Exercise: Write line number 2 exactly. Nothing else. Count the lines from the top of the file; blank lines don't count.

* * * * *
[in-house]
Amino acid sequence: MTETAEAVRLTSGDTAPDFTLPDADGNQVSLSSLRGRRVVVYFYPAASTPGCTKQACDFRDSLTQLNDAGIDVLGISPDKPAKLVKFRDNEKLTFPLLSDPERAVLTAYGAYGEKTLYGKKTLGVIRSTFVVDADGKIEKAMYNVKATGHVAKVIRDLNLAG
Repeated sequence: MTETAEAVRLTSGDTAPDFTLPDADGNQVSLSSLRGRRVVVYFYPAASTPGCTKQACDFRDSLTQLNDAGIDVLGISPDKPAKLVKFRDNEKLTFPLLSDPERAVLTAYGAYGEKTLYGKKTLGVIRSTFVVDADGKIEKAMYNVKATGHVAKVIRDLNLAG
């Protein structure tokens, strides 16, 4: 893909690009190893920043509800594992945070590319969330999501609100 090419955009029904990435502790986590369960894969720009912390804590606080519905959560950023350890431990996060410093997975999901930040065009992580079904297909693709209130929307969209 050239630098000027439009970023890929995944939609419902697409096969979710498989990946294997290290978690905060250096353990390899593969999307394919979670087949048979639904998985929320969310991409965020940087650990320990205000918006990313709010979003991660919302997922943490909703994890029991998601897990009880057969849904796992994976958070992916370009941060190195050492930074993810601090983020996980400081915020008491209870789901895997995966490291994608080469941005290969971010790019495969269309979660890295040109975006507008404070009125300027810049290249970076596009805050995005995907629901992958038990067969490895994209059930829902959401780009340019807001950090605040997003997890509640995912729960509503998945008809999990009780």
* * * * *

Amino acid sequence: MTETAEAVRLTSGDTAPDFTLPDADGNQVSLSSLRGRRVVVYFYPAASTPGCTKQACDFRDSLTQLNDAGIDVLGISPDKPAKLVKFRDNEKLTFPLLSDPERAVLTAYGAYGEKTLYGKKTLGVIRSTFVVDADGKIEKAMYNVKATGHVAKVIRDLNLAG